Using “responsive regulation” to reduce tax base erosion
Together with James Alm and Erich Kirchler, on October 3rd, 2020, we have published an original article with Regulation & Governance. This paper is based on our presentations at the COFFERS (“Combatting Fiscal Fraud and Empowering Regulators”) International Conference on “Dark Grey Zones Between Tax Avoidance, Tax Evasion, and Money Laundering – Exploring Grey Zones Between Legal and Illegal Behavior”, held at Wirtschaftsuniversität Wien (Vienna University of Economics and Business), Vienna, Austria, in September 2019. We are grateful to conference participants, especially to Brigitte Unger, for many helpful discussions and comments, and also to Jerome Olsen for data analysis and provision of Figure 2. We also thank Thomas Rixen for many thoughtful and useful suggestions.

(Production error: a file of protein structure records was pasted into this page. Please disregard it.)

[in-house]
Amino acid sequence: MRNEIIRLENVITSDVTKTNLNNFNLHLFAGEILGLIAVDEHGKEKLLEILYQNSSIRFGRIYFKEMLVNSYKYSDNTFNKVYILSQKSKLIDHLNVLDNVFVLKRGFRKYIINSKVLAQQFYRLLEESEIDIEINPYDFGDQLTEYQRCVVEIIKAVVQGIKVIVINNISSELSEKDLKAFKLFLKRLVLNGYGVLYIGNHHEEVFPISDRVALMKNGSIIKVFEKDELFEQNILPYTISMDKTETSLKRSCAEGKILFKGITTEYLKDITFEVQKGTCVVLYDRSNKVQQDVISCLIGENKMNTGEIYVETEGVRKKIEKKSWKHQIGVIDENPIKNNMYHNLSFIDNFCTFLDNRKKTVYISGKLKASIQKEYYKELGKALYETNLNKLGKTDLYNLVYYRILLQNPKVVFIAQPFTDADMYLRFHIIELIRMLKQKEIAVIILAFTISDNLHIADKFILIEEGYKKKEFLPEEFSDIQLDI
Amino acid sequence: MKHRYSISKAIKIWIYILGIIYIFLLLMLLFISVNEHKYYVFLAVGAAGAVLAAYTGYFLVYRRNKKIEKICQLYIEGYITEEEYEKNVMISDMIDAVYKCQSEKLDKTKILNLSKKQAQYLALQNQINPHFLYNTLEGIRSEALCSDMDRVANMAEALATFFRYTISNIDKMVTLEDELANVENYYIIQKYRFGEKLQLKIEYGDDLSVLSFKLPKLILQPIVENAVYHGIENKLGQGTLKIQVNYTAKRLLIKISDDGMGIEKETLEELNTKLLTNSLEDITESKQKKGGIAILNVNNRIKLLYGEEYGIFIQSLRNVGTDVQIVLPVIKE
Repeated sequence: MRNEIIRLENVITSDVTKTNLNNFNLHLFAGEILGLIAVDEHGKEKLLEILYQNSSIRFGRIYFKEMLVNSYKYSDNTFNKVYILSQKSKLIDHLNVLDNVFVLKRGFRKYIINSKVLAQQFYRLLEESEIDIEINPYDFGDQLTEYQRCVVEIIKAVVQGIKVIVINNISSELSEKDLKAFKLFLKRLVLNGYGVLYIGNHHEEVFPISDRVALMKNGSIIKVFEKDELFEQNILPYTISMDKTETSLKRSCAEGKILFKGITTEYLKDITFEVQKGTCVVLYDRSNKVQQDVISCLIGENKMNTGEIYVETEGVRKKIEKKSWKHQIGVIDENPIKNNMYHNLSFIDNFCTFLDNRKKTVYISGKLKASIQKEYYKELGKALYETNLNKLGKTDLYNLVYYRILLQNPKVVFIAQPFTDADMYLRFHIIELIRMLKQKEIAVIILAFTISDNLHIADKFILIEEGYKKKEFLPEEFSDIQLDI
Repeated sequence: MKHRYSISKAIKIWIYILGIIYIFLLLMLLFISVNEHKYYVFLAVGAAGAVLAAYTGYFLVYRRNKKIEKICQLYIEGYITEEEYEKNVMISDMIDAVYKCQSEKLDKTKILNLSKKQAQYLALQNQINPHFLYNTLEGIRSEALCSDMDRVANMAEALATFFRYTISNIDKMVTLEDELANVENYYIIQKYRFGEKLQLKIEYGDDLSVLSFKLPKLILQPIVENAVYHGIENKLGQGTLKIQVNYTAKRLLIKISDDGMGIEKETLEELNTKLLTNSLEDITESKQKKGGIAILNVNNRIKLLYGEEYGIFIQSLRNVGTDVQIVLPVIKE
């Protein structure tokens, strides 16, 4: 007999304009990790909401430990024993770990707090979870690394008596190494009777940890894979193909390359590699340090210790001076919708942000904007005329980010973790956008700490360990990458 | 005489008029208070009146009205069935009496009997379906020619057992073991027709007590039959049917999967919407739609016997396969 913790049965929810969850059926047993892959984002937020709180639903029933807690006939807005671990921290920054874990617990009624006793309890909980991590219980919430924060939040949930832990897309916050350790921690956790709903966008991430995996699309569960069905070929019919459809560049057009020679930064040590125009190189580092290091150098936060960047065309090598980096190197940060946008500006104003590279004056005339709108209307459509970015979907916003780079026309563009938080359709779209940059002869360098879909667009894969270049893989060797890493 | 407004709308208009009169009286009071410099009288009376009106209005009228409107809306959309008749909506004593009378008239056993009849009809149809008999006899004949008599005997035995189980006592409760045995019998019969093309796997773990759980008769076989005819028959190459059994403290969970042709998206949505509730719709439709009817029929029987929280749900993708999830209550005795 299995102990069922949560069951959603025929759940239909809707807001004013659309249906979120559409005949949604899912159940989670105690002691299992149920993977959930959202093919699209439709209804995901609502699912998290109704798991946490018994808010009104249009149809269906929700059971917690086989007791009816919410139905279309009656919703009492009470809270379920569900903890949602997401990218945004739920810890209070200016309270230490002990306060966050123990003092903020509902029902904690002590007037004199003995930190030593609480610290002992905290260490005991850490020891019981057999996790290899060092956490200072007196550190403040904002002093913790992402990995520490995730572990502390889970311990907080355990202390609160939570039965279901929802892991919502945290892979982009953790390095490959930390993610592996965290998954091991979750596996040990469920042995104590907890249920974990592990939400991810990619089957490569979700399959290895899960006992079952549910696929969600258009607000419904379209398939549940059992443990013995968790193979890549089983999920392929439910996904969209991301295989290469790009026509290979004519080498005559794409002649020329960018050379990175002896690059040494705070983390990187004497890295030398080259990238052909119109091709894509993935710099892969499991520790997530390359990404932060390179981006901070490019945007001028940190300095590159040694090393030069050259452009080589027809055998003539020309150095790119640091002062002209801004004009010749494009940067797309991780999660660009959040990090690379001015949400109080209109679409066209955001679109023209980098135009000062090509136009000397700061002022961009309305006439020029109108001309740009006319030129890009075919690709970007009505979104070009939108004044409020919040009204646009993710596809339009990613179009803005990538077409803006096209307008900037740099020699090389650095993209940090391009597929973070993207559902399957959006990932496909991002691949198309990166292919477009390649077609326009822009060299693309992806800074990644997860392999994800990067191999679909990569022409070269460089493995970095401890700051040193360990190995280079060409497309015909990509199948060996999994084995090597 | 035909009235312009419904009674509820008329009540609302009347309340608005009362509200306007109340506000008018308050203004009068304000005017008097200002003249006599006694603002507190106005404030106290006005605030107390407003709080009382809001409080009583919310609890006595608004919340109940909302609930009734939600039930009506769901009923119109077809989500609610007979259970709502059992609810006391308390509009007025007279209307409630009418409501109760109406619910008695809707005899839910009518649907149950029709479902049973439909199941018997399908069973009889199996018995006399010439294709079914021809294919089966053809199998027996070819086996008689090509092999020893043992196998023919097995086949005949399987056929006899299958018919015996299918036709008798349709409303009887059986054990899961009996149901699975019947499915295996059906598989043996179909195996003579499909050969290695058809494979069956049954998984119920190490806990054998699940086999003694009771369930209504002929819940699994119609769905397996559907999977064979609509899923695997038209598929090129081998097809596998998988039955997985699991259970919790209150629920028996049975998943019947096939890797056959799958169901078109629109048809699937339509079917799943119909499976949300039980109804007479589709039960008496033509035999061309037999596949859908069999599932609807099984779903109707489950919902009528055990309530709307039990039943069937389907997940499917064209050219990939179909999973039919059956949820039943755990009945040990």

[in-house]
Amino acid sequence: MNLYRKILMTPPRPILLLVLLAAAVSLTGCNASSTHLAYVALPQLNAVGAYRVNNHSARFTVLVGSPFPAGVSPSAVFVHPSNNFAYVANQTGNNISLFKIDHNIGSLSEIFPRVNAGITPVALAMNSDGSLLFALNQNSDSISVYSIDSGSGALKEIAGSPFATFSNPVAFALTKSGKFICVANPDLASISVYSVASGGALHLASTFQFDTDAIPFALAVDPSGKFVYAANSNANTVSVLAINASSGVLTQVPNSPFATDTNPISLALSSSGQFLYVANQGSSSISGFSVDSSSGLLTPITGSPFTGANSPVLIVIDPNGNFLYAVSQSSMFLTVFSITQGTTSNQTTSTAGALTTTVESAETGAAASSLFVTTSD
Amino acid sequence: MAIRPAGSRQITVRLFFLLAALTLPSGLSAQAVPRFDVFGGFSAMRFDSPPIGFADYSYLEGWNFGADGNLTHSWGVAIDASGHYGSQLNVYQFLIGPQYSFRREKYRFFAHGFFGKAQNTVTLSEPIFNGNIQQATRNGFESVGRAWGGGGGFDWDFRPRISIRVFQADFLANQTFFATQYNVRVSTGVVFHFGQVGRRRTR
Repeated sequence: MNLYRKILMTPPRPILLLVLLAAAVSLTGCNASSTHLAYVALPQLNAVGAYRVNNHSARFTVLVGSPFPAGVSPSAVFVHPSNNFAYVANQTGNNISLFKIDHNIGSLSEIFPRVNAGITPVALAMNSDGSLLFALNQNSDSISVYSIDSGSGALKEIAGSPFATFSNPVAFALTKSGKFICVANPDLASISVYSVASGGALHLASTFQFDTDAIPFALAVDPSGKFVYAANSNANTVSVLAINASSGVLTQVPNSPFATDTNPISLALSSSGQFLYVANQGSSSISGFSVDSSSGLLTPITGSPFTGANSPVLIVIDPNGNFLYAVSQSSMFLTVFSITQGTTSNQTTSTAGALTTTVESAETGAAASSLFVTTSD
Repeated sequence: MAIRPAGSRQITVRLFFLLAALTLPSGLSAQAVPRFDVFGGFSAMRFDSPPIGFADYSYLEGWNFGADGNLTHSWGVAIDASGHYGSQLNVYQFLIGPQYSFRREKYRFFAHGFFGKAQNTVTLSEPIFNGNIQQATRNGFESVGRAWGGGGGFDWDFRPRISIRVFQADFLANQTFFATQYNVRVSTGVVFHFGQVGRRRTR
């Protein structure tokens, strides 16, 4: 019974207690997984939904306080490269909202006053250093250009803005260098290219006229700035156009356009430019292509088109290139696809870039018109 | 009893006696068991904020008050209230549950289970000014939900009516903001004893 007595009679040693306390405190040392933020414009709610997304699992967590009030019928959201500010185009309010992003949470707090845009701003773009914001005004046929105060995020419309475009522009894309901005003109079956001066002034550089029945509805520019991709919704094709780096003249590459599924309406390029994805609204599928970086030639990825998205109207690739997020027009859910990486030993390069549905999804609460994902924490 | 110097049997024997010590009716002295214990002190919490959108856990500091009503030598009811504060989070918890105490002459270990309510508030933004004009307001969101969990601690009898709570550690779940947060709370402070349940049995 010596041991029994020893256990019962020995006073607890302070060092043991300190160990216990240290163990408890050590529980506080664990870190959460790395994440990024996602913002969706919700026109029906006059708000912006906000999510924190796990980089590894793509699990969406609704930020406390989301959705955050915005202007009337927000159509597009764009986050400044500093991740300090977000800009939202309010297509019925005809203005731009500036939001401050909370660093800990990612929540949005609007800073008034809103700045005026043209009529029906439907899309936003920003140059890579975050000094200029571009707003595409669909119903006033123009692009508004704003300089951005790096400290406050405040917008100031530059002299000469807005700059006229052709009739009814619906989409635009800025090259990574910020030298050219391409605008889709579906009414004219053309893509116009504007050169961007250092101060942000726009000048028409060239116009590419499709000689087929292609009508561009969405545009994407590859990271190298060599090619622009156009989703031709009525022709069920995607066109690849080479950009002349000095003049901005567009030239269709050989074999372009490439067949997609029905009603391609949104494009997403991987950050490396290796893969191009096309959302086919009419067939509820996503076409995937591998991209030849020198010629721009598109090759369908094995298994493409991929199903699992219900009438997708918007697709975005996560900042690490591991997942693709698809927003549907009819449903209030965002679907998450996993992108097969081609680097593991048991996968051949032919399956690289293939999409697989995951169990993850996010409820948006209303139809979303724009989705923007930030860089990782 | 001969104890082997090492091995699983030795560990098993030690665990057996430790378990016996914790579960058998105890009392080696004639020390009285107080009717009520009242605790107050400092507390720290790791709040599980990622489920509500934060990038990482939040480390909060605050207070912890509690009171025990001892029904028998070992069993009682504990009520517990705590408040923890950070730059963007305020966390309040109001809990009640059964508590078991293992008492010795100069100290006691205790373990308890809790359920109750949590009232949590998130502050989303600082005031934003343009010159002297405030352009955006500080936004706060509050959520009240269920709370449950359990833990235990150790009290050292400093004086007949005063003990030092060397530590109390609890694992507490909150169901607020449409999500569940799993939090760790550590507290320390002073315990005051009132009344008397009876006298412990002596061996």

How can governments get individuals and firms to pay taxes, especially given increasing tax base erosion via tax evasion, tax avoidance, and money laundering? In this paper we discuss the many different perspectives to explain why people pay – and do not pay – their taxes, especially perspectives based on “responsive regulation,” and we use then these perspectives to suggest policies that governments may use to improve tax collections. We first describe an approach that is based on a single individual pursuing a single motivation by choosing a single method (tax evasion) and operating in a single country. This perspective has generated important insights, but it nonetheless has significant limitations. As a result, we then argue that this perspective must be expanded to include additional actors in the field, all pursuing additional motivations. We also expand our discussion to include additional methods of tax base erosion like tax avoidance and money laundering, as well as additional countries. We argue that explaining behavior and then devising appropriate policies requires incorporating all of these additional considerations. We also discuss the likely impact of technological innovations both on the ability of governments to collect taxes and on the ability of private agents to reduce their taxes. An important contribution of our paper is that we simulate the effects of all of these expansions to the basic model using a novel agent‐based model that is fully grounded in theory and calibrated for 33 European economics. We use this model to simulate the impacts over time of various reforms, especially reforms that implement international information‐sharing programs, by comparing tax base erosion in the absence of these reforms to erosion in their presence. Our simulation results demonstrate the importance of using a fully specified theoretical model that goes well beyond the standard economics of crime approach when considering the effects of government policy innovations. We conclude with recommendations that can in principle reduce tax base erosion via evasion, avoidance, and money laundering in the current multi‐dimensional environment as derived from the responsive regulation framework. However, these recommendations require a firm commitment from governments to their tax administrations, and these recommendations also cannot be introduced unilaterally by a single country but require international cooperation, especially via information sharing across borders.